FIG. 3 is a perspective view of an Accu-Template with a plurality of stepped drill bit guide holes and an attachable EZ clamp in the "C" and "Z" configuration.
FIG. 4 is a top plan view of the Accu-Template as shown in FIG. 3 with a plurality of drill bit guide holes and the corresponding sets of AIA.
FIG. 5 is a perspective exploded view of the EZ clamp showing both the "C" clamp and "Z" clamp configuration respectively.
FIG. 6 is a top plan view of a single drill bit guide hole Accu-Template with the ends of the blade and base plate flush with each other and alignment opposed cut-outs.
FIG. 7 is a top plan and side view of a single drill bit guide hole Accu-Template as in FIG. 6 with the guide hole member extended.
FIG. 7a is a side view of FIG. 7 and shows a plurality of guide holes located next to one another.
FIG. 8 is a side view of FIG. 7 and shows a plurality of drill bit guide holes one above the other.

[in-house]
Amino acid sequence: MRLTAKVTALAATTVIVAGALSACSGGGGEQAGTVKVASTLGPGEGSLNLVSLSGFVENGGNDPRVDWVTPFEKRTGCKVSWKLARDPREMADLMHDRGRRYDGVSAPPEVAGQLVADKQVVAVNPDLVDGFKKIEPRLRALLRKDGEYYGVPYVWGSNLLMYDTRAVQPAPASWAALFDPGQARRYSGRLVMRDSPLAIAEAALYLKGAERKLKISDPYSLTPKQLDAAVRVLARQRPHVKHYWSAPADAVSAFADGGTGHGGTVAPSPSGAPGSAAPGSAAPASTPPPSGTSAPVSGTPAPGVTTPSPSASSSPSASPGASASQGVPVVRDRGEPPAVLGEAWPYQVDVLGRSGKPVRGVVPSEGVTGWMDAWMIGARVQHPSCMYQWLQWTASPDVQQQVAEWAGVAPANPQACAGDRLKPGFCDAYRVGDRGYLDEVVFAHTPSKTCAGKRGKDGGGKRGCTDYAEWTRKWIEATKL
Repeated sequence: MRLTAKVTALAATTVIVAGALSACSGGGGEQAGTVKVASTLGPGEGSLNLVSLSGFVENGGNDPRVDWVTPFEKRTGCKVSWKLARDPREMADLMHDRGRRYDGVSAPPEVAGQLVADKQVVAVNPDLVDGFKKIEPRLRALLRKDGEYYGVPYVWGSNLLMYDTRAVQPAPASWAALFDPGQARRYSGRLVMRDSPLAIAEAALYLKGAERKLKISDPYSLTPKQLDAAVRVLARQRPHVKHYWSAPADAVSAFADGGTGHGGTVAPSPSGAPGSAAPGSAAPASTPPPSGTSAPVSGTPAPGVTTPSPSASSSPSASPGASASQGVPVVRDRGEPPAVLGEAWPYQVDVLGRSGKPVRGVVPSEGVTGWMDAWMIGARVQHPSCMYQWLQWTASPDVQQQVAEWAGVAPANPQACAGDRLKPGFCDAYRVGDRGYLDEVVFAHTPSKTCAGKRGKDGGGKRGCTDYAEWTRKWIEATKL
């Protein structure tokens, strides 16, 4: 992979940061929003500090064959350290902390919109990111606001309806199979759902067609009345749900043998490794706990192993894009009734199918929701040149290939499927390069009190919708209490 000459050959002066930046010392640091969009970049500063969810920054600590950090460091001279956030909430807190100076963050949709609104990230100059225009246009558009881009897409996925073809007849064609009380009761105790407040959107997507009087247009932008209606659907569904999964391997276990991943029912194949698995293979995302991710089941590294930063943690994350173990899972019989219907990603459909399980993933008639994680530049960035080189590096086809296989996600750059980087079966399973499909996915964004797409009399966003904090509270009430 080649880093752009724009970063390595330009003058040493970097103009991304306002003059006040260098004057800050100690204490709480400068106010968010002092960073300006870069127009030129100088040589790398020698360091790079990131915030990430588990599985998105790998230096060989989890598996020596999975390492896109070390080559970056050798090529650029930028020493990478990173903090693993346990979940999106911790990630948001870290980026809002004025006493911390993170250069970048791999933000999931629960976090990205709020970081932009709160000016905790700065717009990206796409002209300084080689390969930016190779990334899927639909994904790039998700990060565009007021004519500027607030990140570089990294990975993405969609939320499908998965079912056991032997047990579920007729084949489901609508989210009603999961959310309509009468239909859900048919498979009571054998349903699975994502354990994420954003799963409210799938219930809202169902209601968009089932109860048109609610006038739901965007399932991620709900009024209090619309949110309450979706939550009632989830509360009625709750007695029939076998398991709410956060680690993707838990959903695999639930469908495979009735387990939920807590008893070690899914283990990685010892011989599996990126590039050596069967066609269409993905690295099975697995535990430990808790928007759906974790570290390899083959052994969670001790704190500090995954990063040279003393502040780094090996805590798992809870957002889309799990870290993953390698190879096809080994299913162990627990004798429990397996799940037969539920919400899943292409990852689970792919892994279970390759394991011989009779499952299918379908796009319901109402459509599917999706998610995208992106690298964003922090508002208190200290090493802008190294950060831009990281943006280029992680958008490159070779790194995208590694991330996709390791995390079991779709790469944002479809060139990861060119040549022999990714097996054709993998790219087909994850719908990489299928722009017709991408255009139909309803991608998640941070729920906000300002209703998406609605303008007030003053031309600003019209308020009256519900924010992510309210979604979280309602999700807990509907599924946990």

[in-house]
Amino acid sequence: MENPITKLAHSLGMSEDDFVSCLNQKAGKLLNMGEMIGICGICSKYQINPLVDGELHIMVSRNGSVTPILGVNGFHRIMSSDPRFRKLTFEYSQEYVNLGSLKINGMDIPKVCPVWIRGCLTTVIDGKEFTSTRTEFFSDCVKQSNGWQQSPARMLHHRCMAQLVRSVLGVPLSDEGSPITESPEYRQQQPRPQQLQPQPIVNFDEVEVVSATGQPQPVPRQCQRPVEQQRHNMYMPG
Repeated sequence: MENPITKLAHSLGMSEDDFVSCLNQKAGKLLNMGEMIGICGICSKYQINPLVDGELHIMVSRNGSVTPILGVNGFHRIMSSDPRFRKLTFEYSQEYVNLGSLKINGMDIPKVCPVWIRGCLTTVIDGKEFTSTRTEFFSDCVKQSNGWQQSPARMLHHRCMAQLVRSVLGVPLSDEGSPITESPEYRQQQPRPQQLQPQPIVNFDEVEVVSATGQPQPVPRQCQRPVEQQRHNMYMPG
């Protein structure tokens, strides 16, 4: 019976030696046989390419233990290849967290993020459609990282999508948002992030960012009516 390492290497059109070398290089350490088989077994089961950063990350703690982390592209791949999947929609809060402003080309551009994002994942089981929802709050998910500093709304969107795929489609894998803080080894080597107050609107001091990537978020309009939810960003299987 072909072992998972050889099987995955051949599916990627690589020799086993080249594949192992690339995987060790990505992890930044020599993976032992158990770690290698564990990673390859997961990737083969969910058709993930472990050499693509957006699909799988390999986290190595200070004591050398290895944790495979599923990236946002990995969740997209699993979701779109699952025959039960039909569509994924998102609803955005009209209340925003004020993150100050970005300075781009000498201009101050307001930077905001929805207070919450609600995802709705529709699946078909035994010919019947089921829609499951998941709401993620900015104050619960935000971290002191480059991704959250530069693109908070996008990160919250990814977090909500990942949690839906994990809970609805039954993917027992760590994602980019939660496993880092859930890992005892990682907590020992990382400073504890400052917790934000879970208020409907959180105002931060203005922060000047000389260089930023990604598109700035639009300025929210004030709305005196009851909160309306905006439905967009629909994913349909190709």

FIG. 8a shows a side view of the combination of FIG. 7a, and FIG. 8.
FIG. 9 is a top plan and side view of an Accu-Template with a group of two drill bit guide holes located next to one another and shows a typical application of a set of AIA in correspondence with drill bit guide holes commonly used in frames of cabinetry. Said FIG. 9 also shows a configuration of the Accu-Template with the salient features common to all Accu-Templates and constitutes a Basic Building Block.
FIGS. 9a, 9b, are perspective views of the Accu-Template and are similar to FIG. 9, and shows the alignment port hole as an oblong geometric form along with two simple clamps; each of said clamp consists of a simple bar like construction.
FIG. 9c is a perspective view of the Accu-Template and shows a parrelepiped shaped shim inserted between the base plate and the drill bit guide hole member.
FIG. 9d is a perspective view of the shim
FIG. 9g is a perspective view of a simple L clamp with a screw clamp and an oblong opening.
FIG. 9e shows a perspective view of two work pieces of different thicknesses whereby the surface of one work piece (post) is offset from the surface of the mating work piece (board).